To go along with two horrendously bad Pentagon press briefings and another at the State Department, the White House joined in Monday afternoon with a shellacking at the hands of the press corps on Afghanistan. For this installment, National Security Advisor Jake Sullivan and Press Secretary Jen Psaki took fire from all angles, ranging from Fox News to NPR.
Led by Fox’s Peter Doocy and Real Clear Politics’ Philip Wegmann, Team Biden was grilled about whether Americans have been “stranded” by their own government, whether Americans outside Kabul will be rescued, and how can the U.S. take to heart anything that emanates from the Taliban.
Sullivan first stepped to the plate and, after ducking introductory questions from CBS’s Nancy Cordes, CNN’s Phil Mattingly, and two others, NPR’s Ayesha Rascoe fired off a heater about “why didn't the administration prepare the American public” for the “rough” and “very chaotic scenes” inside Afghanistan if such images of death and heartbreak were inevitable, regardless of when the U.S. withdrew.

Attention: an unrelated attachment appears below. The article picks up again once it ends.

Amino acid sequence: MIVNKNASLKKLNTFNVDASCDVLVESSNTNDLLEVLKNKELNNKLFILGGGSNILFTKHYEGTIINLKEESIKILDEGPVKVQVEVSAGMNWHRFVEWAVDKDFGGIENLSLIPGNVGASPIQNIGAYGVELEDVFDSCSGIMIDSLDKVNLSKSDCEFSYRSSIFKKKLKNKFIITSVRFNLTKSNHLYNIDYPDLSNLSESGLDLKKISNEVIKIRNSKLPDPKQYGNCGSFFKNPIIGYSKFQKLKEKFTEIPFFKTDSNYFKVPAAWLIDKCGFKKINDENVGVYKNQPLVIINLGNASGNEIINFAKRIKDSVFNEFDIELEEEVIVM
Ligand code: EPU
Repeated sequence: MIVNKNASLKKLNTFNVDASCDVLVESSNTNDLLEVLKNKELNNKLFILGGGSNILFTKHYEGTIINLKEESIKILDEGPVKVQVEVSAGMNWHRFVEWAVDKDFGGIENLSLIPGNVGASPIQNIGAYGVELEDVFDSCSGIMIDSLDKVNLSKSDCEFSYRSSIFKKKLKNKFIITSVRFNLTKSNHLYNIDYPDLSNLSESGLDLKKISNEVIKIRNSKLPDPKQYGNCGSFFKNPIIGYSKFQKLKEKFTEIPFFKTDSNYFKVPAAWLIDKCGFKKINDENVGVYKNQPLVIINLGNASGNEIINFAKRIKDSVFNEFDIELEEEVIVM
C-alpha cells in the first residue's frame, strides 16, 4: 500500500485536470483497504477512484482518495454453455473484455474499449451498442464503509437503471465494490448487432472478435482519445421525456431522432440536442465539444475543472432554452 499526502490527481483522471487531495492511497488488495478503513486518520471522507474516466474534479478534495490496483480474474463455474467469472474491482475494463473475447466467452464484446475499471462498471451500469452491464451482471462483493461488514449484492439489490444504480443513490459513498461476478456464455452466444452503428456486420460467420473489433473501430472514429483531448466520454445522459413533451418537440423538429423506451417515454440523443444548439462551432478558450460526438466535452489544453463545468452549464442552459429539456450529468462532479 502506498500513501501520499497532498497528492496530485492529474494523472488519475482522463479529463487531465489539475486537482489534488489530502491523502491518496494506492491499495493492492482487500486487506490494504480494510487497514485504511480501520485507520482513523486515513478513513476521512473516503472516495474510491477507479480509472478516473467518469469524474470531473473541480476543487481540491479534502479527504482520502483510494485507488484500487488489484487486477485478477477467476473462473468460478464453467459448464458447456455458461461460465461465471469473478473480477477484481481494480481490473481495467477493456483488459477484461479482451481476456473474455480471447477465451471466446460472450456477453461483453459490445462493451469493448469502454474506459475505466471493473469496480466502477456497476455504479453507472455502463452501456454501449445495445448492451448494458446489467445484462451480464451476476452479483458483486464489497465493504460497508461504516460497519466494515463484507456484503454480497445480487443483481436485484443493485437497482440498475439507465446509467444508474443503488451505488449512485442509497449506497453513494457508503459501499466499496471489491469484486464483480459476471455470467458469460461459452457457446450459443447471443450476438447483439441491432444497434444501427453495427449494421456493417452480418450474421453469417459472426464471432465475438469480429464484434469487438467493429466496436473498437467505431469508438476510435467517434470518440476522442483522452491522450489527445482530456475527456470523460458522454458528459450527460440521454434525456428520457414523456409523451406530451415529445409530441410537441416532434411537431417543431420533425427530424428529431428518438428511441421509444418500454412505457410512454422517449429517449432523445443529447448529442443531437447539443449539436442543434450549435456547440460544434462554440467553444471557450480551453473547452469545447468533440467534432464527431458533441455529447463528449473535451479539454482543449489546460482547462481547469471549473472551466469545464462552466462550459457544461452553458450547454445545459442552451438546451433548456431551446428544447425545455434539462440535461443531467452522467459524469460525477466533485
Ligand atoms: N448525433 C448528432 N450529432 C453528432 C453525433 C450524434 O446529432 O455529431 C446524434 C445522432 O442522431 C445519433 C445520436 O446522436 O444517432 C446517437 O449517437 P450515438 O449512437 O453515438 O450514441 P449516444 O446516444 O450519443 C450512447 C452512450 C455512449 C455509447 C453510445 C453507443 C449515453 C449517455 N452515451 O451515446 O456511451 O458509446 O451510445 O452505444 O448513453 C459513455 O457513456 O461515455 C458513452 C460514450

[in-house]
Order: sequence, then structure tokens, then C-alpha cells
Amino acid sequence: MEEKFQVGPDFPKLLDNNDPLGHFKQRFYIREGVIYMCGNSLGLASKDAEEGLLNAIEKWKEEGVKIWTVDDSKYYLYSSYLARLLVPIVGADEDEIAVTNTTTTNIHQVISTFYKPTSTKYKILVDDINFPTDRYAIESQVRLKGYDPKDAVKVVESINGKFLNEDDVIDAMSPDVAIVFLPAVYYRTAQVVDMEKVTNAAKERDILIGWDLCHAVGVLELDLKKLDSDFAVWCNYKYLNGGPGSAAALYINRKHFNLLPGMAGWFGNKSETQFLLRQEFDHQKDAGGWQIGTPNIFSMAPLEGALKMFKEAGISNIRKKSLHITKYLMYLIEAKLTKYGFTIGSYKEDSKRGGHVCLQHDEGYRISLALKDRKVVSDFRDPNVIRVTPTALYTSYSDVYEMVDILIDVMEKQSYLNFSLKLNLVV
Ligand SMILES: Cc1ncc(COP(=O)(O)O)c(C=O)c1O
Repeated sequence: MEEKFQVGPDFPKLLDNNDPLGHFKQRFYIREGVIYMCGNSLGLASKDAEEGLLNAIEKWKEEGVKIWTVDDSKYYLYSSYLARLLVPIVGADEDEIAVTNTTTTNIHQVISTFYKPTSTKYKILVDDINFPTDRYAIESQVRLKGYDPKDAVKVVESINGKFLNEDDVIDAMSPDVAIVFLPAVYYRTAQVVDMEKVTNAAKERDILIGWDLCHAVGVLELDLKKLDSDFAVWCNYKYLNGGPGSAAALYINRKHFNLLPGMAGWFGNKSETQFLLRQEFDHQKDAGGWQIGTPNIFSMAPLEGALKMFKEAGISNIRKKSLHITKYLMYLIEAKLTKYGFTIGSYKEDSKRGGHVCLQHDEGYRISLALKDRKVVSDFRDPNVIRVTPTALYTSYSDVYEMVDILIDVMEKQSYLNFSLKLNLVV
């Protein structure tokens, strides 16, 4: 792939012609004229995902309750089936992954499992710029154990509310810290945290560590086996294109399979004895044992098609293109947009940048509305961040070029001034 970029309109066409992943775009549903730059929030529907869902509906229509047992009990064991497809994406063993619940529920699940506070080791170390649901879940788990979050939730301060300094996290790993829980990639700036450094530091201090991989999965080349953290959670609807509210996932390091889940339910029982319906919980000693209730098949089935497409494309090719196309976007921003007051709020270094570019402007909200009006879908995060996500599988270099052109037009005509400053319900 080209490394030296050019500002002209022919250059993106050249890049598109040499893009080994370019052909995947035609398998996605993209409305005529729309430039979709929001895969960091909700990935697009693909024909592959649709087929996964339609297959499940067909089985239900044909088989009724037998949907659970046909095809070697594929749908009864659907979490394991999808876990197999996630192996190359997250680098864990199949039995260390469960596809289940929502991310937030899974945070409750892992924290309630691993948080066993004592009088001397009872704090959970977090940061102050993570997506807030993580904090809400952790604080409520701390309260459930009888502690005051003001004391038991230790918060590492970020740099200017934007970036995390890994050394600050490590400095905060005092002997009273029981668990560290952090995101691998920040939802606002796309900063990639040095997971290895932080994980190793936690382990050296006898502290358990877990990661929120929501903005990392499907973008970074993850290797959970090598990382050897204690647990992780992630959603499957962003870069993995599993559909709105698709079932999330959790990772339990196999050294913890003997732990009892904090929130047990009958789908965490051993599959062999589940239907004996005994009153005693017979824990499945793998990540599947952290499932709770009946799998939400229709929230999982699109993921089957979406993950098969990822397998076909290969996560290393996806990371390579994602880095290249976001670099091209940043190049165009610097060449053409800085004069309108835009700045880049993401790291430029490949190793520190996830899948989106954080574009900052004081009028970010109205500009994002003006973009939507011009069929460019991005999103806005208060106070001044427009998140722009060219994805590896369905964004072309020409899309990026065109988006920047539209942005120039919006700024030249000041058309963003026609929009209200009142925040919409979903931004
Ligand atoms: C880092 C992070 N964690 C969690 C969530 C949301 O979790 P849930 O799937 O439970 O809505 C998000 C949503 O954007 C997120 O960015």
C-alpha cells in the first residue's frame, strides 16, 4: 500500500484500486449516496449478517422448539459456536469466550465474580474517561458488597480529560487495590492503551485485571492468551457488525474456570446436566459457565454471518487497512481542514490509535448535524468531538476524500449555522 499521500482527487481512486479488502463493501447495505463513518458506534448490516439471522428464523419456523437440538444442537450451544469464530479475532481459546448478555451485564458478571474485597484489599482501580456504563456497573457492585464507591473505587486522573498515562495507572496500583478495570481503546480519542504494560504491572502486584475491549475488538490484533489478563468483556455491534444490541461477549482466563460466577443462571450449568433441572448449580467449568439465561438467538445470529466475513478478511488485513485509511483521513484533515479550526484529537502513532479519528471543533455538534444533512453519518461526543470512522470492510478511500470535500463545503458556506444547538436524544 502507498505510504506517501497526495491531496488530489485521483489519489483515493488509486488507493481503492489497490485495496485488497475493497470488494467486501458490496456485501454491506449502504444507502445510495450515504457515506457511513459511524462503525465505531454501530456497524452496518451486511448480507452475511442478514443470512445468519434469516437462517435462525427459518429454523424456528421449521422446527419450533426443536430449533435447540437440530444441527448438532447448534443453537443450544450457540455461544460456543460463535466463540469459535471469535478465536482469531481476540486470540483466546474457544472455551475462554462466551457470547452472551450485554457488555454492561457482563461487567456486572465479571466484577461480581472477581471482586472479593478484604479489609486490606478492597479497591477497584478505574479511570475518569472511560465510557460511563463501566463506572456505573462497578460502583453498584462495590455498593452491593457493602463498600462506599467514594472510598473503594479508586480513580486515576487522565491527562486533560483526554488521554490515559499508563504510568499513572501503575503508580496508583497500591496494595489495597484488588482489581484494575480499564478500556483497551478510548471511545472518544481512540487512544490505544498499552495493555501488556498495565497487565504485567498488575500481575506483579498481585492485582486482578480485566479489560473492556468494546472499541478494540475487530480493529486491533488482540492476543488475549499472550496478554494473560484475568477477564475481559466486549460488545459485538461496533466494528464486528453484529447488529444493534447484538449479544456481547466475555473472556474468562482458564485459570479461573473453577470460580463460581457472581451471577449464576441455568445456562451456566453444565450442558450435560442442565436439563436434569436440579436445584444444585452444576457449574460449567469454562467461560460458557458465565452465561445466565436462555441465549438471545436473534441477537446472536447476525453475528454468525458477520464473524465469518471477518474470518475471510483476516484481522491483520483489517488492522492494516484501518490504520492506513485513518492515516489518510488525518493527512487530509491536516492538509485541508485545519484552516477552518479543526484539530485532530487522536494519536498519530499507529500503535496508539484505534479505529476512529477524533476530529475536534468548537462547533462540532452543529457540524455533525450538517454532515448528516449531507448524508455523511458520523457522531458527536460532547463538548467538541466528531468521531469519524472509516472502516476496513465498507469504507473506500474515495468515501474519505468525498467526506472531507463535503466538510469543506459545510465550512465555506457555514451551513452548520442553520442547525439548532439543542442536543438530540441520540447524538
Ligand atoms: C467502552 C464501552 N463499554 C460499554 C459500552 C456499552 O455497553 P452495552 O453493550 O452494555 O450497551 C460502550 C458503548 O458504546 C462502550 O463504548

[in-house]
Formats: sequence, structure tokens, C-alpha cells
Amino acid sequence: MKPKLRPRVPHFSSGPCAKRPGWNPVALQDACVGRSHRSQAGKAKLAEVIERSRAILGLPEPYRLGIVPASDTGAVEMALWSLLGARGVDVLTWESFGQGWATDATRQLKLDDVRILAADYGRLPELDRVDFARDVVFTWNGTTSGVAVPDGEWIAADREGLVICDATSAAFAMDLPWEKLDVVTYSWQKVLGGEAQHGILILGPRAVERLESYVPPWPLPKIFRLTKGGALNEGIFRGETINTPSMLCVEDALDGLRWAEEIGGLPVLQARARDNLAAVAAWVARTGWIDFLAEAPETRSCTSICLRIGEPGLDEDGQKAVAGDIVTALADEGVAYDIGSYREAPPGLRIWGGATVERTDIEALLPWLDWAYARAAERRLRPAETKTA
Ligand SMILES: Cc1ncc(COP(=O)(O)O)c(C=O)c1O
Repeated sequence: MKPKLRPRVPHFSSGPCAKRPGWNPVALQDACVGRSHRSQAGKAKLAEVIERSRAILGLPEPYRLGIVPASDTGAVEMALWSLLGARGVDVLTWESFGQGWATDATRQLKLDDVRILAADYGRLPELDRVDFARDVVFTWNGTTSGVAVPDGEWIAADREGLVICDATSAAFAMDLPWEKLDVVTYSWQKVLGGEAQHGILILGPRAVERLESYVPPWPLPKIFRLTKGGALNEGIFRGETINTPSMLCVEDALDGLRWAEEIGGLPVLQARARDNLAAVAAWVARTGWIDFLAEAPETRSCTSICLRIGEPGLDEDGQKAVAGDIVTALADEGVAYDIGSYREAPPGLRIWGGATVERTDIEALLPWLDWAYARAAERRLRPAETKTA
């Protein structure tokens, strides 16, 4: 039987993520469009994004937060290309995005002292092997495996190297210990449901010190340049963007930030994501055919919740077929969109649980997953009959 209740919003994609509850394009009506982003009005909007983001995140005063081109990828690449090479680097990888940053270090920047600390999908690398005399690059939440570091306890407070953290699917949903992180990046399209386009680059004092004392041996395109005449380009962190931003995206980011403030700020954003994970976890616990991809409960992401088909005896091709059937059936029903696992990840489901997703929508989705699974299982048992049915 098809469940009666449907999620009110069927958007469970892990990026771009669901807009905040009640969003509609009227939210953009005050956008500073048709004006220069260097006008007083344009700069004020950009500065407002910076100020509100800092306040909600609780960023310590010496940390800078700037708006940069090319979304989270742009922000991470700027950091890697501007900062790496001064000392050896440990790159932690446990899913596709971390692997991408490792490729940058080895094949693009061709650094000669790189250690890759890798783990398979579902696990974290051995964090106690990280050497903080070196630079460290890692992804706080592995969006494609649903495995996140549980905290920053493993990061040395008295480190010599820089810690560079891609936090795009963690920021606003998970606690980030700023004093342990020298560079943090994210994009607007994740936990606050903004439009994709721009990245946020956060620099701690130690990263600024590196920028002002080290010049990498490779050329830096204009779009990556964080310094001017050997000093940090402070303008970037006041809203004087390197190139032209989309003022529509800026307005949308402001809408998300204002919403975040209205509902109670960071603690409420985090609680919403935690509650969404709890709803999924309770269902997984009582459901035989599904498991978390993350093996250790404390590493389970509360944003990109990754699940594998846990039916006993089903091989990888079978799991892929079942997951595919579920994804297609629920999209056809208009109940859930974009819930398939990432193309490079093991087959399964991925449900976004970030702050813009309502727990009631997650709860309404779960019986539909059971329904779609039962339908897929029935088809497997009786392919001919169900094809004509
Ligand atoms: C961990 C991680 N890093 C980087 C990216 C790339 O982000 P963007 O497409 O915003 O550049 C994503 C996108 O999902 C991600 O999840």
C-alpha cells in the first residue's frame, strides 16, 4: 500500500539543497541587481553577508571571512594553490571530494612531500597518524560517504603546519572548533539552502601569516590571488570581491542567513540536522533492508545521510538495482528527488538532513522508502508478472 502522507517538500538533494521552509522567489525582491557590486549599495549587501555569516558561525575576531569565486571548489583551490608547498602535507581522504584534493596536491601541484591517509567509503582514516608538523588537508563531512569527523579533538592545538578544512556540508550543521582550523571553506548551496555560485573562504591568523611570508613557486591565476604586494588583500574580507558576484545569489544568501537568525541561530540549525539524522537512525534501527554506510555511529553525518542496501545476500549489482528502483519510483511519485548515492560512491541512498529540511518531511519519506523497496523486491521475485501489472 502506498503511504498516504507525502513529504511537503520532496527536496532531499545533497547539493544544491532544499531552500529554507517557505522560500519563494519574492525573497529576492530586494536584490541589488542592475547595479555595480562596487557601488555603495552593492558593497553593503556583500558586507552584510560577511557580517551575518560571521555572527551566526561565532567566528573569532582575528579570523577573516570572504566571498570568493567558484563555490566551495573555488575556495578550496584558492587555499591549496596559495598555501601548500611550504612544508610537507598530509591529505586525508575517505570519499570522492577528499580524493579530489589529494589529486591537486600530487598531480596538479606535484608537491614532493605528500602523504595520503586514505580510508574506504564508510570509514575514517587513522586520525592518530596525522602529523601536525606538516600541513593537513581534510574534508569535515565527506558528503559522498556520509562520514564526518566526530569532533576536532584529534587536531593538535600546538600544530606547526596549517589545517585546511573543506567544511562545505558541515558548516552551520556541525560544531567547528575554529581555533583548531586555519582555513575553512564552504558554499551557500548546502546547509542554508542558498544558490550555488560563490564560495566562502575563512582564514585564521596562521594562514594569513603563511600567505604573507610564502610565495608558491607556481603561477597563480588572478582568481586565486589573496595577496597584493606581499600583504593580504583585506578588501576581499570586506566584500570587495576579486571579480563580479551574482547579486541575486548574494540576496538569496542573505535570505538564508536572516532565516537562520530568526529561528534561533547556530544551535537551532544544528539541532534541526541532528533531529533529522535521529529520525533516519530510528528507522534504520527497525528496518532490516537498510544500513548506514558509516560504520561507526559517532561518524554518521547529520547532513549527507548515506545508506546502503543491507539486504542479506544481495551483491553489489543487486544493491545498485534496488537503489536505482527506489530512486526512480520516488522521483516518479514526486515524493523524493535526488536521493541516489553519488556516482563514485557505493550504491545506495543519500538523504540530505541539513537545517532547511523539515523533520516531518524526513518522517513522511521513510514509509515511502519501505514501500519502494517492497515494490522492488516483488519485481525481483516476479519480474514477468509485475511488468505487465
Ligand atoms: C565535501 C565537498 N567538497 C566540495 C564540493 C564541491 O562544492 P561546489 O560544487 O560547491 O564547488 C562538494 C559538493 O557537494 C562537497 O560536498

Fast-forward a few minutes to the one-two punch of Doocy and Wegmann, which featured the latter telling Sullivan that Biden “has criticized his predecessor,” “the Afghan army,” and “the Afghan government for all of their failures,” but not the Taliban.
Wegmann asked why that was the case and, on a related note:
[W]hy does the President continue to say that the Taliban is facing an existential question about how they'll be viewed on the world stage? I mean, they're going door-to-door, going after the families of these translators. Don't they already know who they are?
Sullivan responded to this humdinger by insisting Biden “has been very clear about his views of the Taliban” in not trusting them (even though they’ve said they need their help to get Americans and Afghan allies out of their clutches).
Doocy followed by calling out the disconnect between Biden and his administration on whether there’s al-Qaeda in Afghanistan: “[A]re you presenting the President with the full picture, or is he just misapplying the intelligence when he makes these public statements?”
Before giving way to Psaki, Sullivan received more excellent questions from other reporters (including The Grio’s April Ryan) (click “expand”):
CHRIS MEGERIAN [Los Angeles Times]: Is — does the administration regret not moving quicker to evacuate more Afghan civilians who worked with the United States?
SEAN SULLIVAN [The Washington Post]: Jake, does the President intend to fire, reassign or ask for the resignation of any White House personnel or administration officials who handled the situation in Afghanistan?
STEPHANIE RAMOS [ABC]: What if the U.S. can't get Americans and Afghan allies out of the country by August 31st? What happens then if the Taliban says they are not willing to extend? Is the U.S. going to abide by their red lines?